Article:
Research into remote working often paints a rosy picture. We heard people were happier and often more productive if allowed to work a few days a week from home. Some were even willing to accept a pay cut for the privilege. Now we need to treat these findings with a pinch of salt. Before Covid-19, there was little psychological research into fulltime home workers because they were so rare. In 2019, the proportion of UK workers who worked mainly at home was just 5%, according to the Office for National Statistics. Times have changed.
It’s true, flexible remote working has distinct benefits. But that’s not the reality for many in this pandemic. Telecommuting has rapidly become not just part, but all, of their working life. As the second wave crashes down we’ve all had to change mental gears. What was a feature-length disaster movie is now a grindingly-dark soap opera. Only a tiny percentage of us will get coronavirus and become seriously ill. But all of us are being psychologically squeezed. The equation is clear: uncertainty plus time equals anxiety.
It’s always been difficult to see into the minds of co-workers. Now it’s even more challenging. The reality behind a sunny smile on Zoom might mask something darker. A survey of 500 home workers by the Institute for Employment Studies found people were drinking more alcohol, eating less healthily and doing less exercise. Six in ten reported problems sleeping due to anxiety. A third felt lonely.
This poses an unprecedented people management test. To rise to the challenge, you need to be as human at work as you are at home. Here are six practical ways to navigate your team through troubled waters.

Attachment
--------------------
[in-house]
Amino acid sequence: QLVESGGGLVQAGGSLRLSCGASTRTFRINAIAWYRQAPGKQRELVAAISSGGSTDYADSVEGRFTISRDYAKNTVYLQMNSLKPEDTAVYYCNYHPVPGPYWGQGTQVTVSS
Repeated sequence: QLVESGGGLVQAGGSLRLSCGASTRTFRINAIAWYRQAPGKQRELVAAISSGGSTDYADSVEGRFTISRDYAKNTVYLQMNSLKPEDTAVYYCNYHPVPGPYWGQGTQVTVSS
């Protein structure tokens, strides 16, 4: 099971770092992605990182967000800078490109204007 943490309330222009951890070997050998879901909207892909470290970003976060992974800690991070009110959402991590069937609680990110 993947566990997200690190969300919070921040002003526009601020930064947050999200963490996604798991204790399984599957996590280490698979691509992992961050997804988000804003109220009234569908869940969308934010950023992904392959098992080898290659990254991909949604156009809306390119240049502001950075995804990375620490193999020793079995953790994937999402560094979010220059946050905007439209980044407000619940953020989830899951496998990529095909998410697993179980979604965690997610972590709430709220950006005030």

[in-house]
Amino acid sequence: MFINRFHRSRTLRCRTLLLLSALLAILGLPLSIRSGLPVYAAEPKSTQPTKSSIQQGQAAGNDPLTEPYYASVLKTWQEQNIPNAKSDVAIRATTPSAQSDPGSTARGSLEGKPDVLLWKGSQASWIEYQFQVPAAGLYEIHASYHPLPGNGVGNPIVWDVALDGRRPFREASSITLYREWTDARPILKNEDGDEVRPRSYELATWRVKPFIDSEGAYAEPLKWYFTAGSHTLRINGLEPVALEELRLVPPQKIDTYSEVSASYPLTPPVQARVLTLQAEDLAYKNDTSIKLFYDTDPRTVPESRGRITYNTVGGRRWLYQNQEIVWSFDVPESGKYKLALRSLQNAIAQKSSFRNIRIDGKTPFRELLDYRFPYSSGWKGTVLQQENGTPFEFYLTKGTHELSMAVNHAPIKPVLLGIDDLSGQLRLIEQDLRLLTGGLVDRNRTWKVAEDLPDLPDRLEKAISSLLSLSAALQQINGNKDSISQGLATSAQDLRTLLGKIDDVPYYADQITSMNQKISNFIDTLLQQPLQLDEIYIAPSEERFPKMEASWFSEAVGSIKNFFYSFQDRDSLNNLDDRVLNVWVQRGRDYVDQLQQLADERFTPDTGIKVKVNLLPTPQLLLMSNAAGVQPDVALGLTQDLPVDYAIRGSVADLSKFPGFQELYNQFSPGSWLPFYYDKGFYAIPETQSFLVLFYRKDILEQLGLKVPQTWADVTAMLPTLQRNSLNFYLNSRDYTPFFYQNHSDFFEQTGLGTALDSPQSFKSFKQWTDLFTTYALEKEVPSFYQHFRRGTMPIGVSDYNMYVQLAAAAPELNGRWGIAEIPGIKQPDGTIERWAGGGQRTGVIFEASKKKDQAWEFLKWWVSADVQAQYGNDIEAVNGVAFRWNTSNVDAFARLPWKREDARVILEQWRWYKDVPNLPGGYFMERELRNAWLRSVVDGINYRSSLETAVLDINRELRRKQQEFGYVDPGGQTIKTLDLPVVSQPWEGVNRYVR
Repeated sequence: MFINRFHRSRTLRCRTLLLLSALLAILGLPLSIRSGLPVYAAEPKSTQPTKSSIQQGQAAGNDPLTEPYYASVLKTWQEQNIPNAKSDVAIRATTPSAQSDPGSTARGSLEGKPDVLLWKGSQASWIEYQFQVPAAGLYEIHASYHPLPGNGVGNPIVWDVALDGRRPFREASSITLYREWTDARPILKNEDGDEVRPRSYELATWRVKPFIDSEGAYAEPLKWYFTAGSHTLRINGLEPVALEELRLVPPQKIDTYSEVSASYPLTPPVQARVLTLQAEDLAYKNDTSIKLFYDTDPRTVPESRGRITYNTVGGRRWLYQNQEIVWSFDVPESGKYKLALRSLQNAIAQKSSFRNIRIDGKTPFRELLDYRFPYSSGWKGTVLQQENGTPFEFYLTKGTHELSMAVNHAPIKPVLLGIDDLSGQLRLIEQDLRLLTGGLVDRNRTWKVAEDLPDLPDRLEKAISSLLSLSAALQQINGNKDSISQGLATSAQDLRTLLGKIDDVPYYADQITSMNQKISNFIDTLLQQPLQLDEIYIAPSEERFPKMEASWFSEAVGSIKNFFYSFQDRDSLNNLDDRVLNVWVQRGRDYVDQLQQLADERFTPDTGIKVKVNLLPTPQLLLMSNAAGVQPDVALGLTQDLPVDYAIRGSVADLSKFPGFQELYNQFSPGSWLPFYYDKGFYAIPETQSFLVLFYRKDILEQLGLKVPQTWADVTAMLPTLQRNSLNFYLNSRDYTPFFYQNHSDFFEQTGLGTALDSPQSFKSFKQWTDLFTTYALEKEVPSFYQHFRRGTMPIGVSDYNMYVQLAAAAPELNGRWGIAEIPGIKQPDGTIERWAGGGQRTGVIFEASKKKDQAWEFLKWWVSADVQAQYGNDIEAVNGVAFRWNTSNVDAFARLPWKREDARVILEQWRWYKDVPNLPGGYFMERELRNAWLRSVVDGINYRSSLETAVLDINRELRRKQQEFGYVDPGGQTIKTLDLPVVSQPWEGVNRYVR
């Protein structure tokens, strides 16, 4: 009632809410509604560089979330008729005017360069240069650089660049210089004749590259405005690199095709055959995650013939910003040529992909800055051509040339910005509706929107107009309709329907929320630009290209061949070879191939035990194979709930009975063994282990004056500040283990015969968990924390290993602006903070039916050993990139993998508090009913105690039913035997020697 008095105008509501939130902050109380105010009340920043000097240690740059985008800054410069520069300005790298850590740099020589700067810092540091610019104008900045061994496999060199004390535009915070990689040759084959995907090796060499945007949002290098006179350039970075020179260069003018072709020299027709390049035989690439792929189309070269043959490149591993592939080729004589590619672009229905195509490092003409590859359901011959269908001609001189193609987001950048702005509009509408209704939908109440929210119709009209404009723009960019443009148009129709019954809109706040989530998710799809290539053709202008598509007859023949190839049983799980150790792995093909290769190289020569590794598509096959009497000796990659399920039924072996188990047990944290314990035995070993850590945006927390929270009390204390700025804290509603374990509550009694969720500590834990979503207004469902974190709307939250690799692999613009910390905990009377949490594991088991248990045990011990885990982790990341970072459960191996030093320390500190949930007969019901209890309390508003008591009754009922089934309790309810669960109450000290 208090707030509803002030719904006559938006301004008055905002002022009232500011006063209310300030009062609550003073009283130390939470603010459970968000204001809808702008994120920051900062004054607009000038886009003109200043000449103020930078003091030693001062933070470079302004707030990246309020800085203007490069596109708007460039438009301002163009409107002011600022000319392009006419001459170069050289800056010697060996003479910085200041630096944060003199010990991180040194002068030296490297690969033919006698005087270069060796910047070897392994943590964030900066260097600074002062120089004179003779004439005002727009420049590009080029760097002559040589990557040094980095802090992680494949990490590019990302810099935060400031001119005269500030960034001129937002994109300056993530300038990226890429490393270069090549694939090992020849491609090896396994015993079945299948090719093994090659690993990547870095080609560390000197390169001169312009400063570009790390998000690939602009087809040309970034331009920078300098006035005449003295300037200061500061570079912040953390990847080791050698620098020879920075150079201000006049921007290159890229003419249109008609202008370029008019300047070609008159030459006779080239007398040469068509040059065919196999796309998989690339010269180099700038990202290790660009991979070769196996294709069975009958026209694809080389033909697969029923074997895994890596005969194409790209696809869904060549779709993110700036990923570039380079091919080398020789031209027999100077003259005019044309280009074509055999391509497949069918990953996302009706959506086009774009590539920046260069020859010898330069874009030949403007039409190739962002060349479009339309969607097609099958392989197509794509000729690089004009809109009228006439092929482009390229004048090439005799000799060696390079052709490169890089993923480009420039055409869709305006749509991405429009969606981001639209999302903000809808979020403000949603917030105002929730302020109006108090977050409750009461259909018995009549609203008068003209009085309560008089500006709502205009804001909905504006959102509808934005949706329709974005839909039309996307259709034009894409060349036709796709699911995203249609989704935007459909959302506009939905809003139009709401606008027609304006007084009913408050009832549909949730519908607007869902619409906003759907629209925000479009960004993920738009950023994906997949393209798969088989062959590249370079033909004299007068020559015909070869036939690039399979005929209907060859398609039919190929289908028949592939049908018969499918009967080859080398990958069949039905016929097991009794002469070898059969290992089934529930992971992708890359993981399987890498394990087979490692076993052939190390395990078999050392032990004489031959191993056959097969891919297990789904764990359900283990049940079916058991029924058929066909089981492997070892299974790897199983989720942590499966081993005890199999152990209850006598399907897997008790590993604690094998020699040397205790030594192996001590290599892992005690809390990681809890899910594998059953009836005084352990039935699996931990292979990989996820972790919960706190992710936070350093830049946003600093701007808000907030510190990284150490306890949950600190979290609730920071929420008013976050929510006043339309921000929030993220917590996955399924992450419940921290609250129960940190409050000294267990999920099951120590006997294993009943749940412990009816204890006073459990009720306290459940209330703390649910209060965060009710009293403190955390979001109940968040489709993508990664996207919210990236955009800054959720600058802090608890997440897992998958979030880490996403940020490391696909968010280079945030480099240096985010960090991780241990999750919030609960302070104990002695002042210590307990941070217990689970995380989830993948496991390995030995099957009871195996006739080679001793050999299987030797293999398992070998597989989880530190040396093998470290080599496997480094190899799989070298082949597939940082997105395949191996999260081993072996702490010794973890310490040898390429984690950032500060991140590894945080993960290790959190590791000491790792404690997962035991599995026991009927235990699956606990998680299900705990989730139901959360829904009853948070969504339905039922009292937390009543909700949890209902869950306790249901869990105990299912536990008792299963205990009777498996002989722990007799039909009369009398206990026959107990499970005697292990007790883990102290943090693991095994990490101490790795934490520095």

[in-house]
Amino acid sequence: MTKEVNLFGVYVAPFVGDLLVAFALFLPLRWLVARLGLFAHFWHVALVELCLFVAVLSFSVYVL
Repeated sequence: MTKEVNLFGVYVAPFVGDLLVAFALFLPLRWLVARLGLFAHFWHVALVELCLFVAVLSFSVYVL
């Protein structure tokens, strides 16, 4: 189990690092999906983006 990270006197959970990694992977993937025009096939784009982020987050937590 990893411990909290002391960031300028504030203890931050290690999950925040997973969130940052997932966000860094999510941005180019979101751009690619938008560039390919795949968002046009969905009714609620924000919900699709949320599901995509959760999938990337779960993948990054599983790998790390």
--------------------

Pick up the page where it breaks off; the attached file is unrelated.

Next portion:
After an initial rise in the opening few months, Covid-19 has coincided with a historic drop in workers who report they are enthusiastic and committed to their work. The worst engagement scores since 2000 have also seen the largest decline in employee engagement among those in leadership positions. An effective route to improve the emotional engagement of your team and yourself, is to rebuild the emotional connection with our customers. This means exploring not just what the team is achieving, but why?.
Research and experience show the most effective route to build purpose is to understand how the team helps other people. This needs to be experienced. Organise a virtual or face-to-face meeting with some customers or end users. Dutch Rabobank always begin their leadership programmes by introducing managers to a farming family who use their financial services. Many years after this encounter managers point back to this brief meeting as one of the pivotal moments of their leadership development.
Agree sensible response times
We live in a world that expects Formula One-standard reply times, but does it always deliver value? Work out clear principles for what ‘urgent’ really means. If it’s not an emergency (which it isn’t most of the time) encourage your team to check emails three times a day, at a time of their choosing. More widely, agree when individuals will be available. This might be around core 9 to 5 operational hours or you might have the flexibility to allow people to set their own schedules. As long as productivity is high, it’s important to offer as much freedom as possible. Show empathy for people who are constantly switching between home and work hats.